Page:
There’s no film festival quite like Toronto. Cannes may have the industry clout, Venice the glitter, gondolas and mosquitoes. But Toronto international film festival (Tiff) has the audience. And what an audience! In previous years, I found the sheer force of a Tiff welcome – loudly vocal, disconcertingly friendly, tirelessly enthusiastic – a little overbearing. But having attended the festival “virtually” for the past two years, it’s a joy to be back among a crowd that is so uninhibited in its passion, so knowledgable and curious about cinema.
The Tiff 2022 audience gave veteran director of photography Roger Deakins a rock star’s welcome when he briefly appeared on stage to introduce a film; leapt to its feet in a spontaneous standing ovation to honour Steven Spielberg before a frame of his film had even been screened. For this crowd, as one intense, highly caffeinated film student tells me, cinema is not just entertainment, it’s EVERYTHING.
Which is why it made sense for Spielberg, not generally a regular on the festival circuit, to launch his latest picture, the lush, semi-autobiographical opus The Fabelmans, at Toronto. Set in the post-second world war glow of 1950s Arizona, the film is, to put it simply, a story of finding truth through cinema. Sammy Fabelman, Spielberg’s alter ego in the piece, is a film lover from the moment that his mother (a luminous Michelle Williams) tells him: “Movies are just dreams that last for ever.” But not all dreams are comfortable. And viewing life through the lens of his little Super 8 camera gives Sammy a fresh perspective on his own family and the secret that threatens to tear it apart.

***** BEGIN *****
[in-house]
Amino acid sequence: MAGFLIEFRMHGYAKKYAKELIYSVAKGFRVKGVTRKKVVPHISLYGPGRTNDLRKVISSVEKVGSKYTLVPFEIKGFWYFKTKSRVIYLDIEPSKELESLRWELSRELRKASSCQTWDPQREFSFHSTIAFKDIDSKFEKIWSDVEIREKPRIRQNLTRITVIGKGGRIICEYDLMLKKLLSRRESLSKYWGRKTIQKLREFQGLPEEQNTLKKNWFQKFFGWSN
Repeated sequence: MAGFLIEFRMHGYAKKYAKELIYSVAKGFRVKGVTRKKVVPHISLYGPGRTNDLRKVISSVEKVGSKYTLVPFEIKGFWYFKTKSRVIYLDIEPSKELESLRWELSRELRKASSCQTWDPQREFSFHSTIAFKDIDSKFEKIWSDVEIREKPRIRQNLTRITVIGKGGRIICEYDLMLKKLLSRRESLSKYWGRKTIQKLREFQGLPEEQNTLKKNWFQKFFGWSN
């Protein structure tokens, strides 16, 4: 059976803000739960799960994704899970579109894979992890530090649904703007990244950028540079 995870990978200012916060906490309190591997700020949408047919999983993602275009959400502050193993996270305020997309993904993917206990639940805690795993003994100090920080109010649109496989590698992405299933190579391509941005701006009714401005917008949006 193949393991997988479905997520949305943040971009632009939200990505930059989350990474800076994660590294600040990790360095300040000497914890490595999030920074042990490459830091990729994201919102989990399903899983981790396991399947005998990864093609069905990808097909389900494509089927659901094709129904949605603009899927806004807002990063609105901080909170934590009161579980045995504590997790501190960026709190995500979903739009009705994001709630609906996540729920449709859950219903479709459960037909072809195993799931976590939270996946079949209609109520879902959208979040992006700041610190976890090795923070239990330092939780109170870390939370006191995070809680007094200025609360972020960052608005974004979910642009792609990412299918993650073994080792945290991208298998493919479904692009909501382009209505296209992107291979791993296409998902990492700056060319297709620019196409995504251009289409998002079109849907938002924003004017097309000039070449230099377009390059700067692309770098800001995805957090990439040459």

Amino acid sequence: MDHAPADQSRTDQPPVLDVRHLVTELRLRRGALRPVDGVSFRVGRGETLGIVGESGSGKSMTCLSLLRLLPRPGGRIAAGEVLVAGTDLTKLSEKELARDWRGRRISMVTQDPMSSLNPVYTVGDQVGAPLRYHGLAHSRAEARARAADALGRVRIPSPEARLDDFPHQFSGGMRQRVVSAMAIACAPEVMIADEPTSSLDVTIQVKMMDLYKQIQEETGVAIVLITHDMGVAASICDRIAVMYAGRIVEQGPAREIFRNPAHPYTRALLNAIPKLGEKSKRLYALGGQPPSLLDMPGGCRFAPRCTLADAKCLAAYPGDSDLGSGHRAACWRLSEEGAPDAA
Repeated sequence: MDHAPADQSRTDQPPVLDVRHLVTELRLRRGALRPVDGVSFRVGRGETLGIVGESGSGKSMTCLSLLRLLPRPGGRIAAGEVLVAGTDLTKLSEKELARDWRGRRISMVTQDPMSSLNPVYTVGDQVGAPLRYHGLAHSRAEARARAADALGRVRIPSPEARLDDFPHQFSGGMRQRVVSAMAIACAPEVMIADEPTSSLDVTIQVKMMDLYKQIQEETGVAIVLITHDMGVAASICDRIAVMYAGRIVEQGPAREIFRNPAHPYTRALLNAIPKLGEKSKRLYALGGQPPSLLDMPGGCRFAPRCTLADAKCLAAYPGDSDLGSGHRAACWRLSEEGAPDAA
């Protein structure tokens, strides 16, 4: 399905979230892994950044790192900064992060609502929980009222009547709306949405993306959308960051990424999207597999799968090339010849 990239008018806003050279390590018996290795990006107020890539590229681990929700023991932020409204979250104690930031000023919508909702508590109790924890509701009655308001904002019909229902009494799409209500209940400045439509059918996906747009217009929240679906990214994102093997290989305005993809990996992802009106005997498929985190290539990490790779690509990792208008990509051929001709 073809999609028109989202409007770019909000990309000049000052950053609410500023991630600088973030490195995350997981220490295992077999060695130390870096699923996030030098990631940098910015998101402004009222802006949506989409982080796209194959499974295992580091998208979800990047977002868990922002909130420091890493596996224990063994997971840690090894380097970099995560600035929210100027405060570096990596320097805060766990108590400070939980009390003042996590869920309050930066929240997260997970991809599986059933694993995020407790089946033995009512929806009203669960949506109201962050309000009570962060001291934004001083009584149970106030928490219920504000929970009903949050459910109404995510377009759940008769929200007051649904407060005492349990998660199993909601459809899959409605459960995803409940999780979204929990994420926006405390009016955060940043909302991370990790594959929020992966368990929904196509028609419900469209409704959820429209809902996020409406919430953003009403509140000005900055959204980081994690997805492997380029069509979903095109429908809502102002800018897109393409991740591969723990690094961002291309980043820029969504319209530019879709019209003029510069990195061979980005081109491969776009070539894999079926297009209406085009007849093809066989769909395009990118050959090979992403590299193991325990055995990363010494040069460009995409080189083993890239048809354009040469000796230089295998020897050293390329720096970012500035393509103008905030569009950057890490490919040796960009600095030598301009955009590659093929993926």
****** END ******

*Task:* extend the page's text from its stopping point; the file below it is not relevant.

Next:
It’s a sweeping, enveloping joy of a movie, representing Spielberg at his most open and playful, a conversation between the artist and his art form. The autumn festivals – Venice, Tribeca and Toronto – are generally viewed as the starting blocks for awards season to come. But if the rapturous reception for The Fabelmans is anything to go by, the race for best picture began and ended with the first gala screening in Toronto.
The flip side of “the transformative power of cinema”, a popular theme in this year’s coming prestige releases, is Sam Mendes’s flickering and inconsistent Empire of Light. Set in a once-opulent picture palace on the seafront of an English south coast seaside town, the film weaves together the social and racial unrest of the 1980s backdrop with a story of aching loneliness and human connections.
Individual aspects and scenes are undeniably powerful – in the role of cinema duty manager Hilary, Olivia Colman is reliably excellent and the impressive Micheal Ward brings a soulful stillness to his performance – and this is certainly one of the more handsome films of the festival. But ultimately there is a mannered, disjointed quality to the picture, which fails to cohere to a satisfying whole.